Written by on May 7, 2015

Using GIS to look at San Luis Obispo’s history

The Data Studio welcomed David Yun, Natural Resources Management and Environmental Sciences (NRES) lecturer and Geographic Information Services Supervisor for the City of San Luis Obispo, on Thursday, April 30. Yun talked about managing historical data about San Luis Obispo using Geographic Information Systems (GIS). In his talk, he highlighted the work that his Cal Poly students have done for the city, and explained the process of scanning historic maps and documents using GIS tools. This method has provided new ways to visualize and connect to information from the past.

The process of making maps available

Yun started off his talk by identifying a major problem with maps and historical documents: they are locked away in filing cabinets, inaccessible to most people. In addition to the maps being inaccessible, it’s often very hard to find the information you’re looking for.

“What good is information if no one uses it?” Yun asked.

Yun has a better way to store historical documents and maps using GIS software. In this process, the maps are scanned, GIS layers are created and then saved with location tags. So, if you want to look up maps for a particular location, all you have to do is search that location and the relevant maps come up. This process can be used to digitize any type of map or historical document. Yun teaches this process to his students, and then gives them real world projects to apply what they’ve learned.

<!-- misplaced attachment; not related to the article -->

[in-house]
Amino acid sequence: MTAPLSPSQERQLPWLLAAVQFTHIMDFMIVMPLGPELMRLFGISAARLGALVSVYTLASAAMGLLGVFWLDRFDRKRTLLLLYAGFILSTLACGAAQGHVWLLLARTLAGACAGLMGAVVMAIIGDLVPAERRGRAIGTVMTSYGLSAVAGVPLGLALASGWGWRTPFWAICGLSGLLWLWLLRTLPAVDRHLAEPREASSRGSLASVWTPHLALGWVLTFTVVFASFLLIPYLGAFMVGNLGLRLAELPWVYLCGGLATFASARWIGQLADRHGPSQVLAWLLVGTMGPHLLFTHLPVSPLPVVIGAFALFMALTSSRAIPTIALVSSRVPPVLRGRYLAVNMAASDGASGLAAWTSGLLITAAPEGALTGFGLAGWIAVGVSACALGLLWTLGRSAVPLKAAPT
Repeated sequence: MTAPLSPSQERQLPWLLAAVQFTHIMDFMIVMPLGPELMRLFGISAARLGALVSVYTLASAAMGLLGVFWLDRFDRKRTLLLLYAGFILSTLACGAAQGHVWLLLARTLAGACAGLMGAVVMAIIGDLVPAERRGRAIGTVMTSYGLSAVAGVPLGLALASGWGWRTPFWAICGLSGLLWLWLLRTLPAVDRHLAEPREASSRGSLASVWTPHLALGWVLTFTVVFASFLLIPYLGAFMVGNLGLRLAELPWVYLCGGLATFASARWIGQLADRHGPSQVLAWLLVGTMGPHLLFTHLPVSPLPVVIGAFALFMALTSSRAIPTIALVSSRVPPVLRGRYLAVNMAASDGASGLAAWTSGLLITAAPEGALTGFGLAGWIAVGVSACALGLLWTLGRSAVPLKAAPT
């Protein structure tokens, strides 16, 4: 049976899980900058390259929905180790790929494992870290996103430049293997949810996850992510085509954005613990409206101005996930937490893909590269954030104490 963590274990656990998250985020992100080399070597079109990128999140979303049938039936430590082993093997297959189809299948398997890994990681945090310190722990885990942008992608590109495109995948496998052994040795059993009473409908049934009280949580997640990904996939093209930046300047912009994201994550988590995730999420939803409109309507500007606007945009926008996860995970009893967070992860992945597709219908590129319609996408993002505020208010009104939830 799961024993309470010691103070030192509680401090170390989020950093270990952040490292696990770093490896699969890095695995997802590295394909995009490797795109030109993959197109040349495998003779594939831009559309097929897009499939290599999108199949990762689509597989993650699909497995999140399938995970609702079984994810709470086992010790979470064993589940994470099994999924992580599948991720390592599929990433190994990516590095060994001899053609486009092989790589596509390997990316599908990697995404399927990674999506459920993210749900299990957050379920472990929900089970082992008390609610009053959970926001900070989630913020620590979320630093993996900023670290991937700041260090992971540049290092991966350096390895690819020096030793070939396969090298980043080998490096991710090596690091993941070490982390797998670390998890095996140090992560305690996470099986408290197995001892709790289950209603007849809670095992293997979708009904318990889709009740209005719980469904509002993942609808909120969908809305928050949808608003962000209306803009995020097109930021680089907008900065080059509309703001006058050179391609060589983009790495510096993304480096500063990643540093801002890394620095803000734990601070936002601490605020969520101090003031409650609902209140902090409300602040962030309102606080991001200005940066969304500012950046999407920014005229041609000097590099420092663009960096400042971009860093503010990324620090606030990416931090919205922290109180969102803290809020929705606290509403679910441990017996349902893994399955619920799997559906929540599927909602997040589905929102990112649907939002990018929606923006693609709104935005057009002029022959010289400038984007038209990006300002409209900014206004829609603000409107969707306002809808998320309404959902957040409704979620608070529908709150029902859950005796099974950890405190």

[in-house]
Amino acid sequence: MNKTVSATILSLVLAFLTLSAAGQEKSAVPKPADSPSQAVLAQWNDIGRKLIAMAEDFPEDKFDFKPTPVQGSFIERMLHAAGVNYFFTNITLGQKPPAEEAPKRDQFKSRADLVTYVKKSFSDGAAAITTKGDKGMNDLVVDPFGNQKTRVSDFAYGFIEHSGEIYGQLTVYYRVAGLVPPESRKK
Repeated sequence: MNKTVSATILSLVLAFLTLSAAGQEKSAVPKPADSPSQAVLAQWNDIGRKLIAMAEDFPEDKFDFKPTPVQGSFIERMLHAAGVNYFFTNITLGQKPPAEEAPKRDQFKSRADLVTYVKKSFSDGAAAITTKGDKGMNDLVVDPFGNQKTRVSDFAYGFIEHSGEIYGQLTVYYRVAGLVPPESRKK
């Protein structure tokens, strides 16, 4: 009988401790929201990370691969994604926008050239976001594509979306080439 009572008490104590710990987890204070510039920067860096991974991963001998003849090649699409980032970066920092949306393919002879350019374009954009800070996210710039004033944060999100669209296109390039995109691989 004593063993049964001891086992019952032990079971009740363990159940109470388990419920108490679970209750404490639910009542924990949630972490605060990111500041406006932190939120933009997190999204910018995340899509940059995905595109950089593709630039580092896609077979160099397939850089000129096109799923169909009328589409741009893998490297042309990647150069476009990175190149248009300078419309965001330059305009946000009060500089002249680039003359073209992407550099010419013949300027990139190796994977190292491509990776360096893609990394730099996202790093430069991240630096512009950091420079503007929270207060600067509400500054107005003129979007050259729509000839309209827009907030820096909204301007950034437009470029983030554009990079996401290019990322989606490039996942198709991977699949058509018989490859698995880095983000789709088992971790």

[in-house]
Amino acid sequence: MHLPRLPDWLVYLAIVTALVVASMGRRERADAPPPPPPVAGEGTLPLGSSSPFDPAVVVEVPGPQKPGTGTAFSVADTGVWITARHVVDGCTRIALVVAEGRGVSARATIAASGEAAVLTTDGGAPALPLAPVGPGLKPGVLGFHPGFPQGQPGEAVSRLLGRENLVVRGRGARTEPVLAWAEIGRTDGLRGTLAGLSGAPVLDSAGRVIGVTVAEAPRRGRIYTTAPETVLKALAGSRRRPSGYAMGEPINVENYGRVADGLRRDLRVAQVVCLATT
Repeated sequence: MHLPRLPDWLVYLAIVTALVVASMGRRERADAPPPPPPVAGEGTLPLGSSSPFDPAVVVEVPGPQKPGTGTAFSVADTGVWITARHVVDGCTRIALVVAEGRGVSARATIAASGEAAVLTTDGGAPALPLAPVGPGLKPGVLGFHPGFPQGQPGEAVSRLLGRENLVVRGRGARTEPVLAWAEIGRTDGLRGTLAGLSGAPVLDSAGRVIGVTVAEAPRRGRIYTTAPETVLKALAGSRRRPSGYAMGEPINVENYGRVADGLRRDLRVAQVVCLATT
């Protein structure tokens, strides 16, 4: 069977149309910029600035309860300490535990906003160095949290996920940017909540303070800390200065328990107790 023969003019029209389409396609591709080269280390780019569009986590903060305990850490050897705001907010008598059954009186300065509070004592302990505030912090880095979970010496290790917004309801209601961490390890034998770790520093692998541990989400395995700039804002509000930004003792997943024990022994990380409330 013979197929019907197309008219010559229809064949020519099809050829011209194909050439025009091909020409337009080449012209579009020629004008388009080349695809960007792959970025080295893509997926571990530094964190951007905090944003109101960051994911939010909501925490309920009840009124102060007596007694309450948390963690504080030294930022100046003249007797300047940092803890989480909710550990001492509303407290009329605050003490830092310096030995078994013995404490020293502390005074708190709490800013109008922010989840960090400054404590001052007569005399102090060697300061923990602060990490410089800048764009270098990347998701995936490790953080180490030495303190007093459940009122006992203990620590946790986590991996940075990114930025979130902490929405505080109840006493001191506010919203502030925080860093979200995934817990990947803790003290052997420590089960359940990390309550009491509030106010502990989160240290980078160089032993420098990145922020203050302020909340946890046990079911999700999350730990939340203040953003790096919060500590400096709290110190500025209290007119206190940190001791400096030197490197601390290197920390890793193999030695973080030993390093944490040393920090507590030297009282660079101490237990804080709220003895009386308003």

Comparing historical SLO to the present

In a side by side comparison, we’re able to look at San Luis Obispo maps from 1905, 1950 and 2014 using GIS. Troy Lawson (who started off as Yun’s intern, then went on to be his student and teaching assistant) geo-referenced historical Sanborn maps to analyze the city’s history for his senior project, presenting his work through the city’s GIS and mapping website.

Yun’s other students have also provided GIS data and maps for the city. For example, one student mapped out and created a record of all the surveys taken in SLO. In total, there were about 2,000.

David Yun pictured above with Jeanine Scaramozzino, College of Science & Mathematics, School of Education, and Data & GIS Services Librarian. Learn more about Data Studio Presents.

Read more on data studio, data studio presents, and gis.

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